First promo trailers featured tunes from Carpenter Brut which was positively surprising. I was under the impression that synthwave would play a big part in Wolfenstein: Youngblood soundtrack but alas, it left me wanting more. After three games or so, the music does feel fresh this time around. It just feels like there should be way more of it. There were plenty of times where I roamed the streets of Paris followed by absolute silence and occasional gunshots. At least the sound design is as good as ever, weapons feel and sound different depending on where you shoot (outside or indoors) and sometimes it’s just fun to lurk behind a corner and listen to Nazis talk about their daily lives before you throw a hatchet at them.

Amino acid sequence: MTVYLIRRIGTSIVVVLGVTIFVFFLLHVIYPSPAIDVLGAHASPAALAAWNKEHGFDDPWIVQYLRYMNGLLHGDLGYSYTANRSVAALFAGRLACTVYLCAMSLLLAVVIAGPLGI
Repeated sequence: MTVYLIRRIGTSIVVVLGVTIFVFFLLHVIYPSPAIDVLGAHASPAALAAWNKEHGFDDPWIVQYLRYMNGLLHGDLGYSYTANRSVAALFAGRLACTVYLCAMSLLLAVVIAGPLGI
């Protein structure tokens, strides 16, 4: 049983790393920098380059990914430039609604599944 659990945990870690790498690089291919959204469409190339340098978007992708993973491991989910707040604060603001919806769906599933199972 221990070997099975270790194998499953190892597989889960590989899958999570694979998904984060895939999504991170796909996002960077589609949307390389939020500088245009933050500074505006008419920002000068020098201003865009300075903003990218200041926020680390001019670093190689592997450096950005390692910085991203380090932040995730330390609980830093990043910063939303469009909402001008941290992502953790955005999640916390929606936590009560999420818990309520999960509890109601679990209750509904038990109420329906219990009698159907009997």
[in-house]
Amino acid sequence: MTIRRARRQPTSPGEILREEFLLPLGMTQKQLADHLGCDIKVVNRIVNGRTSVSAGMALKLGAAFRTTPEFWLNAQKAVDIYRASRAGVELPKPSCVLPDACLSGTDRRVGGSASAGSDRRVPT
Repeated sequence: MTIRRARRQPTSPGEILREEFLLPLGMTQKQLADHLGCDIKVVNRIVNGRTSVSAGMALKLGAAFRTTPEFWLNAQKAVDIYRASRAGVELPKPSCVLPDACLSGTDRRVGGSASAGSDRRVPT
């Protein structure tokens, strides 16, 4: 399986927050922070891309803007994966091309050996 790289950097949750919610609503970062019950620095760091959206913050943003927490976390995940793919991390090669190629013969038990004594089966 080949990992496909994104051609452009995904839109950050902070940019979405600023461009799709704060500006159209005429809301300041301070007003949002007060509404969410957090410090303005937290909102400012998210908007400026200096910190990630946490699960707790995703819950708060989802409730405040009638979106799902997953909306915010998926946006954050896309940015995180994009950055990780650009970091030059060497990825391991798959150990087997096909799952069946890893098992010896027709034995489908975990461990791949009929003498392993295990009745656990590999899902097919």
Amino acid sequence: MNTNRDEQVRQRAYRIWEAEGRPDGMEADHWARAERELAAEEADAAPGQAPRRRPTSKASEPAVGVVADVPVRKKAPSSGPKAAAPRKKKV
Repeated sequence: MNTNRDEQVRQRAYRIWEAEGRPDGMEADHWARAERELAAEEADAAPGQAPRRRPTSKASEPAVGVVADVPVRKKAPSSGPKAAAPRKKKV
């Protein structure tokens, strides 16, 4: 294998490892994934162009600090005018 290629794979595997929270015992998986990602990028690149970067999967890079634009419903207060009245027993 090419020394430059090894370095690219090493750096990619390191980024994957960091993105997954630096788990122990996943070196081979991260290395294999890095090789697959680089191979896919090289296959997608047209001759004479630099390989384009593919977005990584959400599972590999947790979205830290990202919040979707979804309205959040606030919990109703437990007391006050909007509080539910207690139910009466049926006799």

On the surface, Wolfenstein: Youngblood seems like a decent game. It looks good, has a bunch of new stuff but unfortunately, in that bunch, there is a thing or two that nobody asked for. Funny thing is, I would even be ok with a significantly shorter game after you remove all the grinding bits. Right now, we have a mixed product where half of the time playing it feels super fun and half of the time it feels like a chore. Bethesda, take my advice for the next time, work more on writing the story instead of prolonging the already short one with cheap gameplay gimmicks that nobody asked for.
Capsule Computers review guidelines can be found here.